Fifty states and one hundred countries are represented on campus. Varsity sports are Division I. There are four hundred clubs and organizations, including forty plus fraternities and sororities for the thirty-five thousand students to participate in while on eighteen hundred urban acres.

Texas Tech is located in Lubbock, a city of two hundred and fifty thousand people. It is a conservative city with many churches. It provides big city amenities such as an airport, shopping, and restaurants. It is the medical, cultural and retail center for West Texas and Eastern New Mexico. Very convenient for Texas Tech students.  Oh, Texas Tech freshman beware-tradition says you cannot sit on the Double T Bench, or you may not see graduation.

Instate tuition, books, room, and board costs – $17,939.

Average student debt – $23,247.*



  1. While I loved reading all the great things about Texas Tech, the university is a Tier One instiutution

    1. This whole “countdown” reads like a promotional article for the smaller Texas colleges. A&M and Texas don’t need to advertise. 🙂

    1. Please reread the first paragraph regarding Tarleton University. The very first sentence states, “Tarleton University, a member of the Texas A & M system.”

  2. I fail to understand the omission of two of the top public universities in the nation. Ever heard of UT Austin or Texas A&M?

    1. If you reread the introductory paragraph, you will see that the article looked at schools that don’t come with a big price tag.

  3. These rankings are literal trash, not to mention hilarious regarding the fact that the actual top public Texas universities, UT Austin and Texas A&M, were both left off.

    1. Your post is ridiculous. The article is not about the top universities in the nation, but universities in Texas that have a lot to offer without the big price tag.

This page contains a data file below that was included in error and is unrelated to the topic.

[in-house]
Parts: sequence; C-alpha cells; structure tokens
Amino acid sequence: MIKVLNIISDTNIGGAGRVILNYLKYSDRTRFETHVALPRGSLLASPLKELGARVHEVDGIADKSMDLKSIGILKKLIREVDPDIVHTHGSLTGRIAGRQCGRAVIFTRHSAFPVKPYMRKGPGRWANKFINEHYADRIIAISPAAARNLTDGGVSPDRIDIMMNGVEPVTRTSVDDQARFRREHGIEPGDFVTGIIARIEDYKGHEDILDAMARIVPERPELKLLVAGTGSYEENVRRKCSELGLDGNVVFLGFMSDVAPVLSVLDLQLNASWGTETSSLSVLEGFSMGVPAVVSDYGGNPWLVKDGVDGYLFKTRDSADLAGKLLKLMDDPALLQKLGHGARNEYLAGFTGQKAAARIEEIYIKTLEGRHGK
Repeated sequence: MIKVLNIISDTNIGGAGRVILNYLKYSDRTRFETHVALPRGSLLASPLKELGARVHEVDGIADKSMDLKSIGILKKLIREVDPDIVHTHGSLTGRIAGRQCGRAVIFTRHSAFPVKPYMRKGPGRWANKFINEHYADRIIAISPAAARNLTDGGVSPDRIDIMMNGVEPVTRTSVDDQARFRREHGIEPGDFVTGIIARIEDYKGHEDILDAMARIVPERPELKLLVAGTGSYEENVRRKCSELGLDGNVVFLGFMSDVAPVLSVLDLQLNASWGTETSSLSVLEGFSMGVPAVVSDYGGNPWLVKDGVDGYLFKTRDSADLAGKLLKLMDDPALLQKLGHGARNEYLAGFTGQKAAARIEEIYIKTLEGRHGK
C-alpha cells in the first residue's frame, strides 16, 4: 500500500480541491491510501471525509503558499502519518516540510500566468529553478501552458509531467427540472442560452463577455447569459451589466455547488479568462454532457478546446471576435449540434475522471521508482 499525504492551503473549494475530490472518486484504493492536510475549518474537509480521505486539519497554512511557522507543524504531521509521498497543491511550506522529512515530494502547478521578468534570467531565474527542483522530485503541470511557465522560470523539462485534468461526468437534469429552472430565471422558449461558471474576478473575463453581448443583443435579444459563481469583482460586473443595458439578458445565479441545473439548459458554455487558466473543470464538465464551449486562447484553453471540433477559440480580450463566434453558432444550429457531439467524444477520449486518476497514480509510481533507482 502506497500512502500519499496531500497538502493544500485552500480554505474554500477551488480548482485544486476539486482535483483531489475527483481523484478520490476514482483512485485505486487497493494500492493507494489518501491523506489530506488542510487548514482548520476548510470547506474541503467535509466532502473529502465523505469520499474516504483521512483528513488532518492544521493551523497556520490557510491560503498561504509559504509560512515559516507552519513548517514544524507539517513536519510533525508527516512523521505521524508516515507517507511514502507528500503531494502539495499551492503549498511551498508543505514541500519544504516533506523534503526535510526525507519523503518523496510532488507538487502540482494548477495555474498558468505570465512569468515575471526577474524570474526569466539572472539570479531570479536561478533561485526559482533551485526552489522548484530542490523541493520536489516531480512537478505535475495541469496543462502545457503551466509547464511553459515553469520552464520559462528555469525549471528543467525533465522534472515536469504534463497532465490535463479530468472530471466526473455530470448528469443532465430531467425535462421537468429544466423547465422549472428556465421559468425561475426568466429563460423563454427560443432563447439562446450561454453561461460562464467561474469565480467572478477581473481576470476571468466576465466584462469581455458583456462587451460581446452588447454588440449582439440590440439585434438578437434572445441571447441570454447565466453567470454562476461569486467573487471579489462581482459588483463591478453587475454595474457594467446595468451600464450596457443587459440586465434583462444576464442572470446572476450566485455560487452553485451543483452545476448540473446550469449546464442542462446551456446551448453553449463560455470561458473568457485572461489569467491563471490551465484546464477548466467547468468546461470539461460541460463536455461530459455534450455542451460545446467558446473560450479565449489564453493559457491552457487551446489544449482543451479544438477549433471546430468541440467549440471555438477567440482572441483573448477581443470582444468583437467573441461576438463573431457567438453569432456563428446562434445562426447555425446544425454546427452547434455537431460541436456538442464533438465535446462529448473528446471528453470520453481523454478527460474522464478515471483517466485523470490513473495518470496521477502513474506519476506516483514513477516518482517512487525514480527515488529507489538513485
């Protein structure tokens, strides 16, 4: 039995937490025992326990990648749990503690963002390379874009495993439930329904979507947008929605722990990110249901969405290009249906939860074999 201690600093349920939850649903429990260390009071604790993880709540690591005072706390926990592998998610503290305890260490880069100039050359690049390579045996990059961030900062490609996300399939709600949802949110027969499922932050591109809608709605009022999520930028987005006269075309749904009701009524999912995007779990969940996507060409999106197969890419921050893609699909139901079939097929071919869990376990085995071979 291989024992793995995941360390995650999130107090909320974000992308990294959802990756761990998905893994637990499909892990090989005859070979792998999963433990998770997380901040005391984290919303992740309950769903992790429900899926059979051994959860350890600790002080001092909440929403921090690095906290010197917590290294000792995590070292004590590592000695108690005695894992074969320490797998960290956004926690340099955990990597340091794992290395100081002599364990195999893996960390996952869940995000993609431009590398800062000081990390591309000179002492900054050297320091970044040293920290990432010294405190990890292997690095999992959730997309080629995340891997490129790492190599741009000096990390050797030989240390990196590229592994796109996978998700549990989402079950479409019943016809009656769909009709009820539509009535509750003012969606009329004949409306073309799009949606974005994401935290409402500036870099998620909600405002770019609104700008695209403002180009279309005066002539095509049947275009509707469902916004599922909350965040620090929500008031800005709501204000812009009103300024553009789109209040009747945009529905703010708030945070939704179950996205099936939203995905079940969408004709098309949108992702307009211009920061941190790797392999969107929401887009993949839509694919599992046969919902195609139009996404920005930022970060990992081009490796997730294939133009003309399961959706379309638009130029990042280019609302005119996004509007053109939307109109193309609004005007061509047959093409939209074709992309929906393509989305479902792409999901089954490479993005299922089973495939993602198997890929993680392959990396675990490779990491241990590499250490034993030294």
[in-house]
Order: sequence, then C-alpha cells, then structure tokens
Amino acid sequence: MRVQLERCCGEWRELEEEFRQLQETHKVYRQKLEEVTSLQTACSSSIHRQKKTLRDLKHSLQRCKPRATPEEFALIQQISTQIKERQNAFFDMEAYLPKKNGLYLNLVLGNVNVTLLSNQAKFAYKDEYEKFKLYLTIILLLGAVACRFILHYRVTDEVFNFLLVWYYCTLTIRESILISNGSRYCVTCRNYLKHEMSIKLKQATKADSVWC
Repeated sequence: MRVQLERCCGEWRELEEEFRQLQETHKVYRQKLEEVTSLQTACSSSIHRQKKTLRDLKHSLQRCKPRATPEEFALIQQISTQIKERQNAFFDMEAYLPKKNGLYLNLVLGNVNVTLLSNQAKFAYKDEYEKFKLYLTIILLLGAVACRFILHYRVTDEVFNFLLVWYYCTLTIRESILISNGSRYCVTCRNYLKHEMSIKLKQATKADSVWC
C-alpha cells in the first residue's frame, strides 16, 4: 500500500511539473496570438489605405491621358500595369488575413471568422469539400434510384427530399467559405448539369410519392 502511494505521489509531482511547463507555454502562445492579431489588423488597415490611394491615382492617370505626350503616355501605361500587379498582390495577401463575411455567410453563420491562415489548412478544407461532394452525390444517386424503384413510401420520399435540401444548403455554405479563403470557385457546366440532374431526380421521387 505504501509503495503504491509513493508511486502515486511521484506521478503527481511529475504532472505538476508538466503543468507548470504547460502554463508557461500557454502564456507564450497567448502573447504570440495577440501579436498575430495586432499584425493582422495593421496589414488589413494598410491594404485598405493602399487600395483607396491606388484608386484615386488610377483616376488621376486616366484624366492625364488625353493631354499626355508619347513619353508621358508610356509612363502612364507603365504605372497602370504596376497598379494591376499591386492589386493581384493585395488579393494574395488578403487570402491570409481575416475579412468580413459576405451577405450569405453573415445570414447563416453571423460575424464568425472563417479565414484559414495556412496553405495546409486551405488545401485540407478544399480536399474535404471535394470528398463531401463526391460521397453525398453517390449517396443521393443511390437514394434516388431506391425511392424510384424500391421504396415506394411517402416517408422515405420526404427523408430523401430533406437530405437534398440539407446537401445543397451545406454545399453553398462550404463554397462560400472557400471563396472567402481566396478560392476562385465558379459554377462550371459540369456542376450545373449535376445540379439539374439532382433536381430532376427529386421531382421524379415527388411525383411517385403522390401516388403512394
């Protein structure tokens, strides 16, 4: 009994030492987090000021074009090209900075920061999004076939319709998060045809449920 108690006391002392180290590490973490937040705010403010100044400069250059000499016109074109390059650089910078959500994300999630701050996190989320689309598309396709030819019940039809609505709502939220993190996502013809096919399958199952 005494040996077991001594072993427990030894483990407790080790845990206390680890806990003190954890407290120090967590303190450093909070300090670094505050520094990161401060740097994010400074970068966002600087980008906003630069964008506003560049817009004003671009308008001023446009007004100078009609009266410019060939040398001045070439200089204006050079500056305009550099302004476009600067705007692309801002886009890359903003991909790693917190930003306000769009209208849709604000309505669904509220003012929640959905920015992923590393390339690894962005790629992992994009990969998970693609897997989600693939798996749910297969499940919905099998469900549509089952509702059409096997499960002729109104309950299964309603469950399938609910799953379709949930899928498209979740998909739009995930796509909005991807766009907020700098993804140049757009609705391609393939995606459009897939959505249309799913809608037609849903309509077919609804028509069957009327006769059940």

2. Golly gee whillikers lern tu reed!

      It is about schools that you do not have to sell soul and sacrifice your firstborn son too widget.

  4. I believe the focus of the article was to show the variety of the state college system in Texas, particularly for people outside of the state. Obviously A&M & Texas are the biggest but so what – they are already well-known outside of the state. There are other schools in the state that are high-quality. In fact, I venture to say that there are few colleges/universities in Texas that aren’t up to snuff – private as well as public. So, you A&M and Texas folks who have their noses out of joint, just get over yourselves. Unlike what you think the sun does not rise and set over just two places in Texas.

  5. The first paragraph states, “…here are ten fantastic college options in Texas that do not come with a huge price tag… ” UT and TAMU are both outstanding universities. However, their costs are eye-watering compared to the ten schools listed.

  6. “here are ten fantastic college options in Texas that do not come with a huge price tag when compared nationally to other public universities.” For everyone whining about UTA and A&M. Paragraph one. Learn to read.

  7. Fact Check: For all those claiming that UT and A&M were excluded due to cost, please follow the link provided in the sources section. For starters, the numbers listed on this site are quite different than the ones in this article which makes me wonder where the author got their numbers. Secondly, you’ll see that the cost of both UT and A&M is comparable to many of the institutions on this list.

    The difference in cost is significant when considering out of state tuition but I’m not sure that’s the intended audience of this article based on “There is completely a school here for you, and if you’re a resident of Texas, then lucky you. Not only do you have interesting choices, but you have economical choices.”

  8. Sorry to see that UT Arlington was omitted! Our programs compare well in all areas addressed by this article.

  9. Agree with this list based on cost of education but your headline is misleading. Should be to top 10 cheapest Texas public universities. Great article though to give people options.

  10. Glad to see UNT on this list. UT-Arlington deserves to be on here, and above Tech as it is also a Tier One university.

  11. Texas Southern?! Really?! That school is forever about to lose their accreditation. That school is a mess. The campus is ugly and in dire need of updating. The law school was recently under review because their bar exam passing rate is in the toilet. What criteria was used that got this university put on the list?!


Your email address will not be published. Required fields are marked *